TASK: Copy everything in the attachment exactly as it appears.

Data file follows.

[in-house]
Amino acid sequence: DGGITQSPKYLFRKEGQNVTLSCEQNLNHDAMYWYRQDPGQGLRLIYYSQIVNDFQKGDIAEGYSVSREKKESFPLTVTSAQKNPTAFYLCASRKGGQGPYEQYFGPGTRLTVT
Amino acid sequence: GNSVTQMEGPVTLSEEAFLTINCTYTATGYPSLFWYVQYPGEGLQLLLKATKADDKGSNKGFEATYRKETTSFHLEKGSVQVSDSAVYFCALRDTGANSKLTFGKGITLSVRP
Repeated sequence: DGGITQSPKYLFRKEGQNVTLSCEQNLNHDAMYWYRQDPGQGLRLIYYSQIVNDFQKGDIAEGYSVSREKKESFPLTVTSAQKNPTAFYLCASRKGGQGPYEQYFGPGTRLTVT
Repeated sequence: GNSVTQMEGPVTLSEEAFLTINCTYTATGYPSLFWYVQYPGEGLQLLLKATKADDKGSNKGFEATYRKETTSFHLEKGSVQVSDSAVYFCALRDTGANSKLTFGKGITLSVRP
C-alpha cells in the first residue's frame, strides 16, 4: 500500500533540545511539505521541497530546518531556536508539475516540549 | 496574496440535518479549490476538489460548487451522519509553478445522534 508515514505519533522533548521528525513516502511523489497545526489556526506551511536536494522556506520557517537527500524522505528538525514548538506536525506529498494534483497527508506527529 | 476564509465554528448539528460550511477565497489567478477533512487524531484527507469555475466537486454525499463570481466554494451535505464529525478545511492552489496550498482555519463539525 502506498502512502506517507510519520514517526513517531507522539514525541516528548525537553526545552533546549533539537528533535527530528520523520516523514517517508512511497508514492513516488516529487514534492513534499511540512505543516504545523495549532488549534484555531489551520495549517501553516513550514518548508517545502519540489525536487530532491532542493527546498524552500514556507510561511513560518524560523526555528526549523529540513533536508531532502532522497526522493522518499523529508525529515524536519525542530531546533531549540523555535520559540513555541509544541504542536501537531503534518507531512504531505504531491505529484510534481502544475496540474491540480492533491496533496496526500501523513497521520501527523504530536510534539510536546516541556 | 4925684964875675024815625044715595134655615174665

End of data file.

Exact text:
[in-house]
Amino acid sequence: DGGITQSPKYLFRKEGQNVTLSCEQNLNHDAMYWYRQDPGQGLRLIYYSQIVNDFQKGDIAEGYSVSREKKESFPLTVTSAQKNPTAFYLCASRKGGQGPYEQYFGPGTRLTVT
Amino acid sequence: GNSVTQMEGPVTLSEEAFLTINCTYTATGYPSLFWYVQYPGEGLQLLLKATKADDKGSNKGFEATYRKETTSFHLEKGSVQVSDSAVYFCALRDTGANSKLTFGKGITLSVRP
Repeated sequence: DGGITQSPKYLFRKEGQNVTLSCEQNLNHDAMYWYRQDPGQGLRLIYYSQIVNDFQKGDIAEGYSVSREKKESFPLTVTSAQKNPTAFYLCASRKGGQGPYEQYFGPGTRLTVT
Repeated sequence: GNSVTQMEGPVTLSEEAFLTINCTYTATGYPSLFWYVQYPGEGLQLLLKATKADDKGSNKGFEATYRKETTSFHLEKGSVQVSDSAVYFCALRDTGANSKLTFGKGITLSVRP
C-alpha cells in the first residue's frame, strides 16, 4: 500500500533540545511539505521541497530546518531556536508539475516540549 | 496574496440535518479549490476538489460548487451522519509553478445522534 508515514505519533522533548521528525513516502511523489497545526489556526506551511536536494522556506520557517537527500524522505528538525514548538506536525506529498494534483497527508506527529 | 476564509465554528448539528460550511477565497489567478477533512487524531484527507469555475466537486454525499463570481466554494451535505464529525478545511492552489496550498482555519463539525 502506498502512502506517507510519520514517526513517531507522539514525541516528548525537553526545552533546549533539537528533535527530528520523520516523514517517508512511497508514492513516488516529487514534492513534499511540512505543516504545523495549532488549534484555531489551520495549517501553516513550514518548508517545502519540489525536487530532491532542493527546498524552500514556507510561511513560518524560523526555528526549523529540513533536508531532502532522497526522493522518499523529508525529515524536519525542530531546533531549540523555535520559540513555541509544541504542536501537531503534518507531512504531505504531491505529484510534481502544475496540474491540480492533491496533496496526500501523513497521520501527523504530536510534539510536546516541556 | 4925684964875675024815625044715595134655615174665